That cliche that every vote counts, it’s true.
In a city of nearly 700,000 residents, last month’s at-large Boston City Council race was decided by a single vote Monday night in a nail-biting recount that is likely to be challenged in court.
Julia Mejia, a first-time candidate for office, won the city’s fourth and final at-large seat, beating Alejandra St. Guillen 22,492 votes to 22,491 votes. Mejia welled up with tears as the Boston Election Commission announced the result, narrowing her initial eight-vote win down to one.
St. Guillen had left just before the vote tally was announced to pick up her child, after several hours of legal wrangling over disputed ballots. Her team said she is reviewing the tally and her options, including whether to challenge the outcome in state court.
Mejia told reporters at City Hall moments after the result was announced that she was prepared for a legal challenge — “We should be prepared for a round three, right? The party continues,” she said — even as she was soaking in the victory and considered the matter settled.
“It really goes to reinforce the message that we’ve been promoting all along, that every vote matters,” said Mejia, an immigrant from the Dominican Republic and community activist, and the first Latina elected to the City Council. “I think now we have an amazing lesson to share with the city of Boston, how important they are in this process.”
She added, “I feel relieved because we worked so hard and because there was so many people who joined our campaign, because they wanted to believe in something.”
Earlier Monday, hours before the final tally was announced, St. Guillen and Mejia shared moments embracing each other and reflecting on the three long days of the recount, a tedious process of examining 67,011 ballots, on which each voter could choose up to four at-large candidates from the eight who advanced in the September preliminary election.
“A City Council with either of us on it is a victory for Boston,” St. Guillen said. “We will support each other, because we believe in the same values.”
The result could serve as a coda to a dramatic, monthslong campaign that spiraled into chaos on Election Night, when St. Guillen conceded the fourth and final at-large seat to Mejia with the understanding that she was behind by 200 votes. That same night, final results showed her down by only 10 votes, and the Election Commission ultimately determined she lost by eight votes, after counting provisional and military ballots.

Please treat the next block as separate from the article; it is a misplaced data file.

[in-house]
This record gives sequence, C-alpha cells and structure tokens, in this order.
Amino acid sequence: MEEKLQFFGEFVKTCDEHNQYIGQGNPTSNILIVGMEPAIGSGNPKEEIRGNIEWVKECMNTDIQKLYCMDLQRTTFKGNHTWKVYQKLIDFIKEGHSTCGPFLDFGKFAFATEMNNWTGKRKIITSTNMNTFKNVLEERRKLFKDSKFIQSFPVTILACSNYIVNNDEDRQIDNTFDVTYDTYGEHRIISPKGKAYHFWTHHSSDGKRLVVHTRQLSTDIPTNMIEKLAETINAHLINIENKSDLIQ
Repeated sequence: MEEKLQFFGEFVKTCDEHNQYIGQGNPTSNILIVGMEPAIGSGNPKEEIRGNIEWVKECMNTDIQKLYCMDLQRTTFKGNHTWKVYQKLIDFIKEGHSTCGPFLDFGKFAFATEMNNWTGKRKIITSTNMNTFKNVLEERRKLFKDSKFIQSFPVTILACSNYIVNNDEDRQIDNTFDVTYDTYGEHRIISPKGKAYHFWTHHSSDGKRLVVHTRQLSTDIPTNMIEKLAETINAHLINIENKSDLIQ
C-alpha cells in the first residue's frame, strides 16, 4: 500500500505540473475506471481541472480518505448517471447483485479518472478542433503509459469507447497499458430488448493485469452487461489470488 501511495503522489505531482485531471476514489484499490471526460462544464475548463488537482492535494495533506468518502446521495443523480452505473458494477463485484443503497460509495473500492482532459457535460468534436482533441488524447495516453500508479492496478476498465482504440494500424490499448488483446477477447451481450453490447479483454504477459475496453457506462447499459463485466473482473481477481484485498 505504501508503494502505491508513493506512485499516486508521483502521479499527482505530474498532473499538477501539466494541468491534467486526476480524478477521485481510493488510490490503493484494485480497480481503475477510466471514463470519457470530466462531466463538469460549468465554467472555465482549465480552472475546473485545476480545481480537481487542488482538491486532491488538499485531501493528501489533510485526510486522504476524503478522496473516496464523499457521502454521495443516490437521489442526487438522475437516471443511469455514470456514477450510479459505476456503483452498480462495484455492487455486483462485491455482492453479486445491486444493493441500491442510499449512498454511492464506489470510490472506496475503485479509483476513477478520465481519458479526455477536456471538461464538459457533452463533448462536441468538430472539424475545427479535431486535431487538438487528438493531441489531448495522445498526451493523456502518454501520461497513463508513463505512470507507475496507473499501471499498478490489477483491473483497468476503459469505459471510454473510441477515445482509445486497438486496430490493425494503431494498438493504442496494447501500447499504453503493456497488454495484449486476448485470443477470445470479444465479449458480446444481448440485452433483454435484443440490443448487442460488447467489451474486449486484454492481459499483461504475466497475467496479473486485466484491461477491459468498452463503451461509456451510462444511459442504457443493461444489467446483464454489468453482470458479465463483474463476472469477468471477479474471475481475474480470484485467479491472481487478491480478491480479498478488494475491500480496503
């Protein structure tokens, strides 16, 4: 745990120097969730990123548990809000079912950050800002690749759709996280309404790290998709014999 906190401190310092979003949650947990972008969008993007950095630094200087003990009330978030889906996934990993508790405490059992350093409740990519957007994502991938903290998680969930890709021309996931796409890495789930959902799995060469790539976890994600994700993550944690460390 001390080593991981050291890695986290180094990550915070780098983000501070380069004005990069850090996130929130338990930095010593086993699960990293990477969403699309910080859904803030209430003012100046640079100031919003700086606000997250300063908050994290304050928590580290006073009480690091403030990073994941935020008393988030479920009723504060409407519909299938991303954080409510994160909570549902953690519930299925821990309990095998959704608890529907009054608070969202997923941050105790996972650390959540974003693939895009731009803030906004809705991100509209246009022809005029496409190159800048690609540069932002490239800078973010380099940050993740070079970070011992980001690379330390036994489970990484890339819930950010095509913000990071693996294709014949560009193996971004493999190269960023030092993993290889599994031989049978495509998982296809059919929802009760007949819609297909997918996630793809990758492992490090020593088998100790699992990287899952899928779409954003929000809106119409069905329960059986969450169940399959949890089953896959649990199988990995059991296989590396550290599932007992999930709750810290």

Both St. Guillen and Mejia requested the recount, each collecting more than 50 signatures from voters in each of the city’s 22 wards for a citywide review.
The recount process involved elections workers assigned to 20 tables sorting through each ballot. The process was completed by roughly 3 p.m. Monday, after 2½ days of counting.
But legal wrangling continued late Monday, hours after city elections workers finished tallying, as the Election Commission held a hearing for two contested ballots about voter residency.
Gerry McDonough, an attorney for St. Guillen, then asked the board to reconsider decisions on more than a dozen other ballots he had contested during the recount.
The appeal was based on how voters registered their vote for Mejia. In some cases, the voter filled in the circle by her name but also wrote her name in the write-in space on the ballot, which, McDonough argued, could have invalidated the vote under state law.
The board refused to reconsider the challenges.
Dennis Newman, an attorney for Mejia, said the board had correctly viewed the voter intent.
“You have done a [proper] job in ascertaining the will of the voter,” he said, arguing that the failure to count the ballot would “disenfranchise the voters.”
Volunteers involved with St. Guillen’s campaign said that the basis of the appeal — and a possible court challenge — was that the commission had gone back and forth on how it interpreted the legal standard over the last three days. Because of its indecisiveness, they said, the board invalidated similar ballots that went for St. Guillen.
When asked, McDonough would not say whether the campaign will appeal to the courts.
“There’s political, emotional, economic consequences,” he said.
Later Monday night, St. Guillen tweeted, “We believe there are enough outstanding votes to sway the election if challenged in court, and will make a decision Tuesday on a court challenge.”
The last known recount in Boston occurred in 2001, when Felix D. Arroyo placed sixth for an at-large seat, only 33 votes behind Rob Consalvo. After the recount, he was 68 votes ahead of Consalvo, putting him in fifth place, and a year later he was elevated to the body, to fill the vacancy created when Francis “Mickey” Roache left to become Suffolk County register of deeds.
Arroyo became the first Latino elected to the council.
On Monday night, Mejia said she was proud to be elected the first Latina. She joins incumbent at-large councilors Michelle Wu, Annissa Essaibi-George, and Michael Flaherty, who took the top three spots by comfortable margins.
“For me it’s always been about building political power in low-income communities, and the more opportunities we have to demonstrate the value of our vote, the better this world is going to be,” Mejia said.